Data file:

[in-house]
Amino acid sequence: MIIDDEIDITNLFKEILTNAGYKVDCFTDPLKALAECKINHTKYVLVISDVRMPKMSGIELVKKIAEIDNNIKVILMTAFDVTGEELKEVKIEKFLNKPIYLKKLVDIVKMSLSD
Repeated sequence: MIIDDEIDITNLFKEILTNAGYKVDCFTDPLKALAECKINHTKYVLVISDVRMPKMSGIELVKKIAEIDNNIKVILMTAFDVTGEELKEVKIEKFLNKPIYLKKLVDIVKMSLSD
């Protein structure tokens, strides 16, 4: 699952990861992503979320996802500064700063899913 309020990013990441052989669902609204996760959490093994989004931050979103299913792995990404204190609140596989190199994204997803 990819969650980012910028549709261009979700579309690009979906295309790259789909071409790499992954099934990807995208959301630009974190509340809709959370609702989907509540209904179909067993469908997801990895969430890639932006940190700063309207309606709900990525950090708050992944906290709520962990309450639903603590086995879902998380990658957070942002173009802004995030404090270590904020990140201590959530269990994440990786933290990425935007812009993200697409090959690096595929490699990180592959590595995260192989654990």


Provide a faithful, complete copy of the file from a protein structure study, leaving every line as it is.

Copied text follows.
[in-house]
Amino acid sequence: MIIDDEIDITNLFKEILTNAGYKVDCFTDPLKALAECKINHTKYVLVISDVRMPKMSGIELVKKIAEIDNNIKVILMTAFDVTGEELKEVKIEKFLNKPIYLKKLVDIVKMSLSD
Repeated sequence: MIIDDEIDITNLFKEILTNAGYKVDCFTDPLKALAECKINHTKYVLVISDVRMPKMSGIELVKKIAEIDNNIKVILMTAFDVTGEELKEVKIEKFLNKPIYLKKLVDIVKMSLSD
């Protein structure tokens, strides 16, 4: 699952990861992503979320996802500064700063899913 309020990013990441052989669902609204996760959490093994989004931050979103299913792995990404204190609140596989190199994204997803 990819969650980012910028549709261009979700579309690009979906295309790259789909071409790499992954099934990807995208959301630009974190509340809709959370609702989907509540209904179909067993469908997801990895969430890639932006940190700063309207309606709900990525950090708050992944906290709520962990309450639903603590086995879902998380990658957070942002173009802004995030404090270590904020990140201590959530269990994440990786933290990425935007812009993200697409090959690096595929490699990180592959590595995260192989654990």